CONTACTTRAFFICABOUT TOM VANDERBILTOTHER WRITING CONTACT ABOUT THE BOOK

Go Slow to Go Fast

My latest Slate column explores the concept of “rolling speed harmonization” on a Colorado highway.

As one report describes it, speed harmonization “holds that by encouraging speed compliance and reducing speed differential between vehicles, volume throughput can be maximized without a physical increase in roadway dimensions.”

The concept plays, in part, on one of traffic engineering’s core truths: Big speed differentials are dangerous. This is laid out in the “Green Book,” the bible of the American Association of Surface Highway Transportation Officials. “Crashes are not related as much to speed as to the range in speeds from the highest to lowest,” the book states. “Studies show that, regardless of the average speed on the highway, the more a vehicle deviates from the average speed, the greater its chances of becoming involved in a crash.”

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This entry was posted on Sunday, October 16th, 2011 at 6:49 am and is filed under Cars, Congestion, Roads, Traffic Engineering. You can follow any responses to this entry through the RSS 2.0 feed. You can leave a response, or trackback from your own site.

7 Responses to “Go Slow to Go Fast”

  1. gpsman Says:

    “…if we could only cull the weak gazelles in our furiously charging migration—we could stamp out congestion.”

    This hints at my untestable theory of why so many otherwise reasonable people turn into complete assholes behind the wheel. They allow themselves to revert to our primordial instincts; slow = weak.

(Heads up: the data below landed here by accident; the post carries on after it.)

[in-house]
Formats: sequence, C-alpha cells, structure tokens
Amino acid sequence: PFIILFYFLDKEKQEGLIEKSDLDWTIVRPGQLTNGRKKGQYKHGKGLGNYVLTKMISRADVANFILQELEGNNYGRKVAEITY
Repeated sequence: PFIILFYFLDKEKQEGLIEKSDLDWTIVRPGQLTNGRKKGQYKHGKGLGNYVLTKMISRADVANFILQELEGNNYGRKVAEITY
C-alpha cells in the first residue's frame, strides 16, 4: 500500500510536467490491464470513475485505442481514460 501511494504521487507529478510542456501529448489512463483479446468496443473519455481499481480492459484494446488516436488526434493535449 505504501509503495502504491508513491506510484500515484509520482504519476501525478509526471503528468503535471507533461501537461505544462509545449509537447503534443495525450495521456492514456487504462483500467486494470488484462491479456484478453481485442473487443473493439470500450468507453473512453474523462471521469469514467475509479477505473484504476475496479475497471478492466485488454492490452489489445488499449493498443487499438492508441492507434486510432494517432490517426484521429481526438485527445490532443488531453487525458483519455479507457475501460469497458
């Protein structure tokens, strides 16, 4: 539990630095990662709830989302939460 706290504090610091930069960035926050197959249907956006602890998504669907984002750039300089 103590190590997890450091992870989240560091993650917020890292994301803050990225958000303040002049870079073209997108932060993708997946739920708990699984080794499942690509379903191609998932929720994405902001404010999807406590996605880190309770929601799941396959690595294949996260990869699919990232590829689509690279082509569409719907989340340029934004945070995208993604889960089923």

2. Ed Says:

    I think that was the main reason Prof Washington found a safety benefit in a study of speed cameras on a highway here in Scottdale AZ, see “adot study on loop 101″
    http://azbikelaw.org/blog/arizona-to-end-highway-photo-enforcement/
    The legislature has since ended all photo enforcement on state highways.

    p.s. AAHSTO, the S = State (not surface).

  3. Laurens de Jong Says:

    I shared this with my former Dutch compatriates, who quickly pointed out that what the Colorado police was doing is called blokrijden over there. Apparently, it’s become routine practice, first in Belgium, but also in the Netherlands. Here’s a YouTube: http://www.youtube.com/watch?v=-gzkwwT80OY. The blokrijden doesn’t happen until almost the end of the video, though.

  4. Richard Masoner Says:

    California Highway Patrol also runs pace cars on mountain highways during inclement weather.

  5. Robert Says:

    That’s all well and good until…..one of those speeding motor vehicles encounters me traveling 12 mph on my bicycle or my 3.2 mph while walking.

    p.s. I’d try to do my part to close that speed differential but the 1/5 of a horsepower that I produce can only generate so much speed.

  6. Opus the Poet Says:

    Your Slate article appeared in the back page of my local “paper of record” the Dallas Morning News this Sunday.

  7. George Says:

    Tom refers to the rice in the funnel analogy in the artical. I would like to amend it. The faster the vehicle is traveling the longer the ‘grain of rice’ becomes because the average [sane] driver needs more open lane at higher speeds. Therefore the faster the average speed the less capacity the highway has available.

    Optimizing throughput average speed by lowering speed limits makes sense. I can forsee the use of todays technogly to ‘look way down the road’ and slow the vehicle long before it speeds into the congestion.

    Then the next step is to let a computer drive as we average humans are ill equipped to do so.

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Traffic Tom Vanderbilt

How We Drive is the companion blog to Tom Vanderbilt’s New York Times bestselling book, Traffic: Why We Drive the Way We Do (and What It Says About Us), published by Alfred A. Knopf in the U.S. and Canada, Penguin in the U.K, and in languages other than English by a number of other fine publishers worldwide.

Please send tips, news, research papers, links, photos (bad road signs, outrageous bumper stickers, spectacularly awful acts of driving or parking or anything traffic-related), or ideas for my Slate.com Transport column to me at: info@howwedrive.com.

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